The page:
This week, we have an exciting roundup of advice for female founders to highlight some of the key points from our Series W interviews. We ask them: What resources have been most helpful to you in starting up?
During my second year at HBS, I continued to work on launching SoSheDid as part of an independent project advised by Professor Robin Ely, Senior Associate Dean for Culture and Community, who was tremendously helpful. In fact, her daughter Francesca was so excited about our work that she became our first intern that summer.
I also took Professor Anita Elberse’s course, Strategic Marketing in Creative Industries, where I met music manager and CEO of Atom Factory, Troy Carter, who became our first advisor and led our early white boarding sessions in his LA office.
I remember writing Troy a long email, alone in my apartment on New Year’s Eve, explaining my point of view on the media’s role in defining women’s measures of self-worth—and how it did not matter how many gender initiatives there were in the business world so long as these media messages were perpetuated. He responded simply, “We need to do a jam session over drinks to flesh this out. I love where you’re going!” It was the best start to 2014 that I could’ve imagined.
Another Professor, Tom Eisenmann, graciously connected me to Arianna Huffington of Huffington Post, who became one of our earliest supporters. I also used the principles of his “Launching Technology Ventures” course to come up with our Queen Chess Piece logo and the whole logo process was documented in one of my final projects for his class.
Had it not been for the introspective time and space business school provided me, the meaningful connections I made within its community, and the incredible support of Harvard professors and advisors alike, I would have never started SoSheDid—one of the most meaningful investments I will ever make my in my life.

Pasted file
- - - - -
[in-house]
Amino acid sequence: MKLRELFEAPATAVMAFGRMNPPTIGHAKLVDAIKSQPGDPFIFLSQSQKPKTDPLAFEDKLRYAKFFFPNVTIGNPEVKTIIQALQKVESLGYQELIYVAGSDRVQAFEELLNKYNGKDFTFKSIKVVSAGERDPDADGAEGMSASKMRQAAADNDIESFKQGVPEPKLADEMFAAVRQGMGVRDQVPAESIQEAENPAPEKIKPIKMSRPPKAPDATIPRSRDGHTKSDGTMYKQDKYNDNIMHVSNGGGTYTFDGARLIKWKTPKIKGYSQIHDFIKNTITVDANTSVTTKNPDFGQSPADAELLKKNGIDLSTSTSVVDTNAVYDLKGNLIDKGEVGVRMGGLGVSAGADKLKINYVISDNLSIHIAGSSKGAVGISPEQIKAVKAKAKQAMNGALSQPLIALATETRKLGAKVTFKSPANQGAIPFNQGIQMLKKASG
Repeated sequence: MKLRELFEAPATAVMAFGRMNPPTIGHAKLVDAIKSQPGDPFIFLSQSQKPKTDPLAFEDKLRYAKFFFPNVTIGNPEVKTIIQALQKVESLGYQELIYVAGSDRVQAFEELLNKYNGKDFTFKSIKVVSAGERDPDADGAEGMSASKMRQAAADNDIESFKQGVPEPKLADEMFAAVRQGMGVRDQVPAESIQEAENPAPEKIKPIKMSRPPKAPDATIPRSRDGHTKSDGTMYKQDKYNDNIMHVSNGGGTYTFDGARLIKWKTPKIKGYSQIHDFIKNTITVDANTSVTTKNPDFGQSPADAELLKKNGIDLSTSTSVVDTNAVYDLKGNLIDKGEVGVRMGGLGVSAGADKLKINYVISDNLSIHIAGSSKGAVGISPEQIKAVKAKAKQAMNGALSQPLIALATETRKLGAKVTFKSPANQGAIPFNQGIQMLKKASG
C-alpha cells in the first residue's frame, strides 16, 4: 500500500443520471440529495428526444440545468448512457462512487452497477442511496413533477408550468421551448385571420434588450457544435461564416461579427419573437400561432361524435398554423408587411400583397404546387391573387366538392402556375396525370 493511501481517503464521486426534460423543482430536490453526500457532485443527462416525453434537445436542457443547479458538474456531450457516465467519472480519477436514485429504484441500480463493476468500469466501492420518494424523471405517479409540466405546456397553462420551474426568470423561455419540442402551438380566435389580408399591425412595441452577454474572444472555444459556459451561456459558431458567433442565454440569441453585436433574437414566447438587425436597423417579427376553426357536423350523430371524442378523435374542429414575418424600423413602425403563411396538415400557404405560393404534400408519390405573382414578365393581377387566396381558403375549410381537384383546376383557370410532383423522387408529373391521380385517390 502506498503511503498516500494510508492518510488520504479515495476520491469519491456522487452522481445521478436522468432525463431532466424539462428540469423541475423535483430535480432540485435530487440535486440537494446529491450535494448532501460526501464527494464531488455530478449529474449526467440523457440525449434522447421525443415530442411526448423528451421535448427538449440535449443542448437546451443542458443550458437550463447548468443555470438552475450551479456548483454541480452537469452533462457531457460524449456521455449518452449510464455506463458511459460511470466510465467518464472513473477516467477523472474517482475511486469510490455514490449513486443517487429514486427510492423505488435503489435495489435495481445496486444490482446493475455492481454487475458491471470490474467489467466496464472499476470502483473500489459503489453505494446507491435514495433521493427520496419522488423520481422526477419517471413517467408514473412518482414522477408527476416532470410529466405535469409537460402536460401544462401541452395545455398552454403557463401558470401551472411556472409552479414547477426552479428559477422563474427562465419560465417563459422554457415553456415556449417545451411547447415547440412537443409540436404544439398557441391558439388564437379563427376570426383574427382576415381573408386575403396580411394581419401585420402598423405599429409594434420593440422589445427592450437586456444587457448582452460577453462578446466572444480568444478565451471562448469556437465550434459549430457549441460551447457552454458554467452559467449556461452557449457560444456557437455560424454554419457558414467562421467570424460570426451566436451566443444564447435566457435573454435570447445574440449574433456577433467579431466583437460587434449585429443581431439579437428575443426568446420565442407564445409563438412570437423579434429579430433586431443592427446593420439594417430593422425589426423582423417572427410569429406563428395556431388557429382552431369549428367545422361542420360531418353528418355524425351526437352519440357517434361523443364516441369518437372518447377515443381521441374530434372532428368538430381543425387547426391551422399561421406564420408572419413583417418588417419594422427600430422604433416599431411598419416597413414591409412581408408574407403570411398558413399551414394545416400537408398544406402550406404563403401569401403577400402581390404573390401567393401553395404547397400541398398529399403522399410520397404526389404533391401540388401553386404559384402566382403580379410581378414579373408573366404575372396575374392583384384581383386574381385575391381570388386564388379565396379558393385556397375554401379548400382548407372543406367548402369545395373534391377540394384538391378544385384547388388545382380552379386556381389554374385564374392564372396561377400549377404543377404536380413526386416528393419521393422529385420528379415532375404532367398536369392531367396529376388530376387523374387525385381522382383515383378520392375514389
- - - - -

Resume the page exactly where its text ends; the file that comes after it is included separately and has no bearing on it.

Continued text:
In the beginning, we did a ton of reading – we would find as much information about fashion, lingerie, how to make bras, how to start a business, what does it mean to be an entrepreneur, etc. As we became more educated, we started reaching out to our network. Our most helpful resources have been the individuals who have generously donated their time advising us and pointing us in the right direction. We’ve been fortunate to have developed relationships with people who have been in the lingerie industry for decades, and they have truly opened doors for us that would otherwise have been impossible.
- Working as first employee of FundersClub was an amazing chance to learn about starting a company. If someone is thinking about starting something and feels they have a lot to learn, working as an early employee at a startup with great founders is a great way to learn.
- My friends who are founders that are able to give my co-founder and I great advice and emotional support.
- First Round Capital, who is our lead investor has been an amazing resource. A number of other investors have been helpful as well.
- Books about founders and startups – a few good ones are Founders At Work, The Lean Startup, The Everything Store, Paypal Wars, Elon Musk biography, The Hard Thing About Hard Things.
- Startup blogs and newsletters – I’d recommend Paul Graham’s essays and Mattermark.
Entrepreneurship can be a really lonely journey, so I’ve really appreciated the support I’ve received from my network of professional and personal contacts. Whether it’s helping to spread the word about STYLECABLE, making a connection, or questioning the business model, the people around have pushed me to where I am today.
I also joined groups such as the 1776 tech coworking space in DC, which opened up my network and tremendous opportunities. I am also a member of HerCorner, a community of female entrepreneurs which has been a fantastic professional development and support network. I would highly recommend that entrepreneurs join mastermind groups, co-working spaces, and professional organizations to learn from others and expand your resources.
Post FIELD 3, we’re doing an IP with our TEM professor and we were also accepted in the Rock Accelerator, both have been really useful. The most important thing for us though was to keep the momentum over the summer. We all had internships, but worked in our free time on BeachSpoke, and that put us in a great position at the start of the semester.